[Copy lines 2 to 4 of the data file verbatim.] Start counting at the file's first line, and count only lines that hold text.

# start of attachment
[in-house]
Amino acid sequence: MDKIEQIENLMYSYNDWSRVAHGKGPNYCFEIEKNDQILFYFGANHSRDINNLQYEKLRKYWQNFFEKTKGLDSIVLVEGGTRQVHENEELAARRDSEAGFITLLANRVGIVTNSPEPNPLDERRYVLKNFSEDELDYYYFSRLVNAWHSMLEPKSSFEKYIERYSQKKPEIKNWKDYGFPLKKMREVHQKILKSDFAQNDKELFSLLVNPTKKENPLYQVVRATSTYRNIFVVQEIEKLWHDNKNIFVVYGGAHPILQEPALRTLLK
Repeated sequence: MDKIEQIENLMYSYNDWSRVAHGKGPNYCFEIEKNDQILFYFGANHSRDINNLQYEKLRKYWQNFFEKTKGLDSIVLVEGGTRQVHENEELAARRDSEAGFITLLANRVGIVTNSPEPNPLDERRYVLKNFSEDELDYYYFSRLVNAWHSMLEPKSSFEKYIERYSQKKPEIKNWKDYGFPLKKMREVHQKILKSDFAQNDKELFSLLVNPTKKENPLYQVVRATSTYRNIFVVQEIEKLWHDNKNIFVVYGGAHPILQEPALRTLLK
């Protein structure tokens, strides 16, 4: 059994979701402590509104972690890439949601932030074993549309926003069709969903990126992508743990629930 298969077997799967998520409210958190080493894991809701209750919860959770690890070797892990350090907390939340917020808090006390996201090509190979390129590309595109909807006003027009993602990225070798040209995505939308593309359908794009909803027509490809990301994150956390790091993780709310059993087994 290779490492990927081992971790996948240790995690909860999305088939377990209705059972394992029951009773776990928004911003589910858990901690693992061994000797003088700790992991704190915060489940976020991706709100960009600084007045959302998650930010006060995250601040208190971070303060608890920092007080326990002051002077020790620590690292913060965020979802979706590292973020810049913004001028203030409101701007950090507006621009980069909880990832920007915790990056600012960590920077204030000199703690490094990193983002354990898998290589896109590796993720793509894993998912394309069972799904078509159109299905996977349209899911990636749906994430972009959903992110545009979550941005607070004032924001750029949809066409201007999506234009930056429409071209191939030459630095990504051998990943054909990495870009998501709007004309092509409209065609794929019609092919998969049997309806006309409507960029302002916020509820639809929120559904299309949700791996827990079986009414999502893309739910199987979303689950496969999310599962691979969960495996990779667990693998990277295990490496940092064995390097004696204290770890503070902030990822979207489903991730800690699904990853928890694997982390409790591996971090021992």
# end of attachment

Amino acid sequence: MDKIEQIENLMYSYNDWSRVAHGKGPNYCFEIEKNDQILFYFGANHSRDINNLQYEKLRKYWQNFFEKTKGLDSIVLVEGGTRQVHENEELAARRDSEAGFITLLANRVGIVTNSPEPNPLDERRYVLKNFSEDELDYYYFSRLVNAWHSMLEPKSSFEKYIERYSQKKPEIKNWKDYGFPLKKMREVHQKILKSDFAQNDKELFSLLVNPTKKENPLYQVVRATSTYRNIFVVQEIEKLWHDNKNIFVVYGGAHPILQEPALRTLLK
Repeated sequence: MDKIEQIENLMYSYNDWSRVAHGKGPNYCFEIEKNDQILFYFGANHSRDINNLQYEKLRKYWQNFFEKTKGLDSIVLVEGGTRQVHENEELAARRDSEAGFITLLANRVGIVTNSPEPNPLDERRYVLKNFSEDELDYYYFSRLVNAWHSMLEPKSSFEKYIERYSQKKPEIKNWKDYGFPLKKMREVHQKILKSDFAQNDKELFSLLVNPTKKENPLYQVVRATSTYRNIFVVQEIEKLWHDNKNIFVVYGGAHPILQEPALRTLLK
């Protein structure tokens, strides 16, 4: 059994979701402590509104972690890439949601932030074993549309926003069709969903990126992508743990629930 298969077997799967998520409210958190080493894991809701209750919860959770690890070797892990350090907390939340917020808090006390996201090509190979390129590309595109909807006003027009993602990225070798040209995505939308593309359908794009909803027509490809990301994150956390790091993780709310059993087994 290779490492990927081992971790996948240790995690909860999305088939377990209705059972394992029951009773776990928004911003589910858990901690693992061994000797003088700790992991704190915060489940976020991706709100960009600084007045959302998650930010006060995250601040208190971070303060608890920092007080326990002051002077020790620590690292913060965020979802979706590292973020810049913004001028203030409101701007950090507006621009980069909880990832920007915790990056600012960590920077204030000199703690490094990193983002354990898998290589896109590796993720793509894993998912394309069972799904078509159109299905996977349209899911990636749906994430972009959903992110545009979550941005607070004032924001750029949809066409201007999506234009930056429409071209191939030459630095990504051998990943054909990495870009998501709007004309092509409209065609794929019609092919998969049997309806006309409507960029302002916020509820639809929120559904299309949700791996827990079986009414999502893309739910199987979303689950496969999310599962691979969960495996990779667990693998990277295990490496940092064995390097004696204290770890503070902030990822979207489903991730800690699904990853928890694997982390409790591996971090021992």